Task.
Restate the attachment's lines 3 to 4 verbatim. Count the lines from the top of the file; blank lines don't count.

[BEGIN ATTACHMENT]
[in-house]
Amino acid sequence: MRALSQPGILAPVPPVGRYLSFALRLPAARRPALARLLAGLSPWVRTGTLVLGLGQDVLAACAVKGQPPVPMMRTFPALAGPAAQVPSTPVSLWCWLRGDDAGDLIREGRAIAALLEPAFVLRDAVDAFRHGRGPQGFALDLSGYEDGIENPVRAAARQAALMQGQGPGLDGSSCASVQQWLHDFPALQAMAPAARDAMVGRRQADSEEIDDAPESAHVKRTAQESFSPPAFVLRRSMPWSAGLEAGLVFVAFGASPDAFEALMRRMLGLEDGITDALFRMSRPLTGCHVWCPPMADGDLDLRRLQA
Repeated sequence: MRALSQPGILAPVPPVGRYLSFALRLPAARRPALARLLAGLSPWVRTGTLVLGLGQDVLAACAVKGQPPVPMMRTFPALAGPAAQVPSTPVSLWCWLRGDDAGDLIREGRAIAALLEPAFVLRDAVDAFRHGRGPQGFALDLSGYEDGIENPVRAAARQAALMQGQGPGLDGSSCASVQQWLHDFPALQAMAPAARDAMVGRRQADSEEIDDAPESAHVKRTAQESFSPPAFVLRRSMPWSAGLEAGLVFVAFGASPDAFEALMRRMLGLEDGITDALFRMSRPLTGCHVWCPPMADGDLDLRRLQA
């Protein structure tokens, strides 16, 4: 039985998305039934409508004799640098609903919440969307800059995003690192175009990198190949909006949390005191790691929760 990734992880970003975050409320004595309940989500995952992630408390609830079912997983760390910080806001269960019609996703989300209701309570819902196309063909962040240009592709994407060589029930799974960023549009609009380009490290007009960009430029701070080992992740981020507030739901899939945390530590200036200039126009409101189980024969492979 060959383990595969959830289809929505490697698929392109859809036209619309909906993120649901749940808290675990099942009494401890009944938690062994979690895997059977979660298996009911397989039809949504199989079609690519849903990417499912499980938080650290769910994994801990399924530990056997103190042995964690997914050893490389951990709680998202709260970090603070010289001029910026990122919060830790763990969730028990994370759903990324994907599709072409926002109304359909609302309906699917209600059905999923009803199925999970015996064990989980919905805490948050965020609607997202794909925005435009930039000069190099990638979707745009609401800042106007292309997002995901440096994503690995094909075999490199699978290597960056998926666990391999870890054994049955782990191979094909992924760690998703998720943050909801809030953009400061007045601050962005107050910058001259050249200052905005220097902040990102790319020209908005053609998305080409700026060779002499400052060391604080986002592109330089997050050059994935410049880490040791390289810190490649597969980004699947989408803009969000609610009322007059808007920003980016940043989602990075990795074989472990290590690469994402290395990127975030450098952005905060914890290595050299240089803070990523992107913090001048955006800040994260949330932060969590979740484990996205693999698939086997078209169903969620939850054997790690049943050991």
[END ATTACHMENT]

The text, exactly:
Repeated sequence: MRALSQPGILAPVPPVGRYLSFALRLPAARRPALARLLAGLSPWVRTGTLVLGLGQDVLAACAVKGQPPVPMMRTFPALAGPAAQVPSTPVSLWCWLRGDDAGDLIREGRAIAALLEPAFVLRDAVDAFRHGRGPQGFALDLSGYEDGIENPVRAAARQAALMQGQGPGLDGSSCASVQQWLHDFPALQAMAPAARDAMVGRRQADSEEIDDAPESAHVKRTAQESFSPPAFVLRRSMPWSAGLEAGLVFVAFGASPDAFEALMRRMLGLEDGITDALFRMSRPLTGCHVWCPPMADGDLDLRRLQA
């Protein structure tokens, strides 16, 4: 039985998305039934409508004799640098609903919440969307800059995003690192175009990198190949909006949390005191790691929760 990734992880970003975050409320004595309940989500995952992630408390609830079912997983760390910080806001269960019609996703989300209701309570819902196309063909962040240009592709994407060589029930799974960023549009609009380009490290007009960009430029701070080992992740981020507030739901899939945390530590200036200039126009409101189980024969492979 060959383990595969959830289809929505490697698929392109859809036209619309909906993120649901749940808290675990099942009494401890009944938690062994979690895997059977979660298996009911397989039809949504199989079609690519849903990417499912499980938080650290769910994994801990399924530990056997103190042995964690997914050893490389951990709680998202709260970090603070010289001029910026990122919060830790763990969730028990994370759903990324994907599709072409926002109304359909609302309906699917209600059905999923009803199925999970015996064990989980919905805490948050965020609607997202794909925005435009930039000069190099990638979707745009609401800042106007292309997002995901440096994503690995094909075999490199699978290597960056998926666990391999870890054994049955782990191979094909992924760690998703998720943050909801809030953009400061007045601050962005107050910058001259050249200052905005220097902040990102790319020209908005053609998305080409700026060779002499400052060391604080986002592109330089997050050059994935410049880490040791390289810190490649597969980004699947989408803009969000609610009322007059808007920003980016940043989602990075990795074989472990290590690469994402290395990127975030450098952005905060914890290595050299240089803070990523992107913090001048955006800040994260949330932060969590979740484990996205693999698939086997078209169903969620939850054997790690049943050991």